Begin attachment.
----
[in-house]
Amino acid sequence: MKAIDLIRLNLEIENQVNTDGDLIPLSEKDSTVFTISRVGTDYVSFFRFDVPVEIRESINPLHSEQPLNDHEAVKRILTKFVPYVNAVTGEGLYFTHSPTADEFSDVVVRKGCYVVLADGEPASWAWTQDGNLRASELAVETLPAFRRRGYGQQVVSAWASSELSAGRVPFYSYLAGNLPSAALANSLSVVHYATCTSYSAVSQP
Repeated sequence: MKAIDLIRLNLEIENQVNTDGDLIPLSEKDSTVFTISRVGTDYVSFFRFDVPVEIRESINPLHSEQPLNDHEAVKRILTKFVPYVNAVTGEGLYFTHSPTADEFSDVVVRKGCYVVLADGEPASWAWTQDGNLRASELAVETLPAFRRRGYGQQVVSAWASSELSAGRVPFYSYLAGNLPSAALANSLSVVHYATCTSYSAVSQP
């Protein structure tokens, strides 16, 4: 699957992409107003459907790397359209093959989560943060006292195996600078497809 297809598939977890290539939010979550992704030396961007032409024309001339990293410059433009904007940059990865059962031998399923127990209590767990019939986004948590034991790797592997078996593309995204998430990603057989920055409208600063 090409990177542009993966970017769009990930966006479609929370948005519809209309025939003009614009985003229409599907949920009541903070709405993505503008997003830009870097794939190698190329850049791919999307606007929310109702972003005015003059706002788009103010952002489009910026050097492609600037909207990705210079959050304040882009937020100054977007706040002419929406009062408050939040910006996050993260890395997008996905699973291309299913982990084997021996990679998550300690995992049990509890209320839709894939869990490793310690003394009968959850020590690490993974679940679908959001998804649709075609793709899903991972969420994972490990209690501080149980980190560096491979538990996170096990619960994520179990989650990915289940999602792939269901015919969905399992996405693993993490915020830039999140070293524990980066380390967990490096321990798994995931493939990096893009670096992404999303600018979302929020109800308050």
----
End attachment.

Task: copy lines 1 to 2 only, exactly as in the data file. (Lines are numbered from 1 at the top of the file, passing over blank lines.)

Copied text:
[in-house]
Amino acid sequence: MKAIDLIRLNLEIENQVNTDGDLIPLSEKDSTVFTISRVGTDYVSFFRFDVPVEIRESINPLHSEQPLNDHEAVKRILTKFVPYVNAVTGEGLYFTHSPTADEFSDVVVRKGCYVVLADGEPASWAWTQDGNLRASELAVETLPAFRRRGYGQQVVSAWASSELSAGRVPFYSYLAGNLPSAALANSLSVVHYATCTSYSAVSQP